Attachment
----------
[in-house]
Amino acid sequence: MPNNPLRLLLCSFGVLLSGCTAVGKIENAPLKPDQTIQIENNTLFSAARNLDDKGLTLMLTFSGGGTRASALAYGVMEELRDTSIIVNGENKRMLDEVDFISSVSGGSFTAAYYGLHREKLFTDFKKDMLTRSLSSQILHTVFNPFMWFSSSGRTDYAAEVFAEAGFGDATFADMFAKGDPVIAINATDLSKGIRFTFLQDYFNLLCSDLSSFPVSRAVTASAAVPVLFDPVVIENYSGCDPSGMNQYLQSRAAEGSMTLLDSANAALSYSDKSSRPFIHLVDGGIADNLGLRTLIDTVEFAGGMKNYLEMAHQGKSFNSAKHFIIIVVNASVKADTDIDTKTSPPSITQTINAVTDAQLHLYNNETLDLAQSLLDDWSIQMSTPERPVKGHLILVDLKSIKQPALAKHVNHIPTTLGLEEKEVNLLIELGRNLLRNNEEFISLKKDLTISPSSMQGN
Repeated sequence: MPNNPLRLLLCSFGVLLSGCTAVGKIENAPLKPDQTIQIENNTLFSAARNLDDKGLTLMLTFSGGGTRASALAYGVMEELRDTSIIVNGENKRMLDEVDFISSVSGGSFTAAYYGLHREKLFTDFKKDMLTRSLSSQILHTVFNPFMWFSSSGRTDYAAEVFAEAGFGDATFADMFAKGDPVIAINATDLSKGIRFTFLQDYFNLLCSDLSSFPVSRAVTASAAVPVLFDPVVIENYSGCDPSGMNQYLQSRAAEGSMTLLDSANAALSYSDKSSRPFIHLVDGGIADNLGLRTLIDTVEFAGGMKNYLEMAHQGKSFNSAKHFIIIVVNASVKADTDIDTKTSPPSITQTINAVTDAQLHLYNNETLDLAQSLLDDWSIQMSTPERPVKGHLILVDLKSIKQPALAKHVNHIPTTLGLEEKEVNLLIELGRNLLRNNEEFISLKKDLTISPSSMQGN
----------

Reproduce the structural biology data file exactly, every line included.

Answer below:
[in-house]
Amino acid sequence: MPNNPLRLLLCSFGVLLSGCTAVGKIENAPLKPDQTIQIENNTLFSAARNLDDKGLTLMLTFSGGGTRASALAYGVMEELRDTSIIVNGENKRMLDEVDFISSVSGGSFTAAYYGLHREKLFTDFKKDMLTRSLSSQILHTVFNPFMWFSSSGRTDYAAEVFAEAGFGDATFADMFAKGDPVIAINATDLSKGIRFTFLQDYFNLLCSDLSSFPVSRAVTASAAVPVLFDPVVIENYSGCDPSGMNQYLQSRAAEGSMTLLDSANAALSYSDKSSRPFIHLVDGGIADNLGLRTLIDTVEFAGGMKNYLEMAHQGKSFNSAKHFIIIVVNASVKADTDIDTKTSPPSITQTINAVTDAQLHLYNNETLDLAQSLLDDWSIQMSTPERPVKGHLILVDLKSIKQPALAKHVNHIPTTLGLEEKEVNLLIELGRNLLRNNEEFISLKKDLTISPSSMQGN
Repeated sequence: MPNNPLRLLLCSFGVLLSGCTAVGKIENAPLKPDQTIQIENNTLFSAARNLDDKGLTLMLTFSGGGTRASALAYGVMEELRDTSIIVNGENKRMLDEVDFISSVSGGSFTAAYYGLHREKLFTDFKKDMLTRSLSSQILHTVFNPFMWFSSSGRTDYAAEVFAEAGFGDATFADMFAKGDPVIAINATDLSKGIRFTFLQDYFNLLCSDLSSFPVSRAVTASAAVPVLFDPVVIENYSGCDPSGMNQYLQSRAAEGSMTLLDSANAALSYSDKSSRPFIHLVDGGIADNLGLRTLIDTVEFAGGMKNYLEMAHQGKSFNSAKHFIIIVVNASVKADTDIDTKTSPPSITQTINAVTDAQLHLYNNETLDLAQSLLDDWSIQMSTPERPVKGHLILVDLKSIKQPALAKHVNHIPTTLGLEEKEVNLLIELGRNLLRNNEEFISLKKDLTISPSSMQGN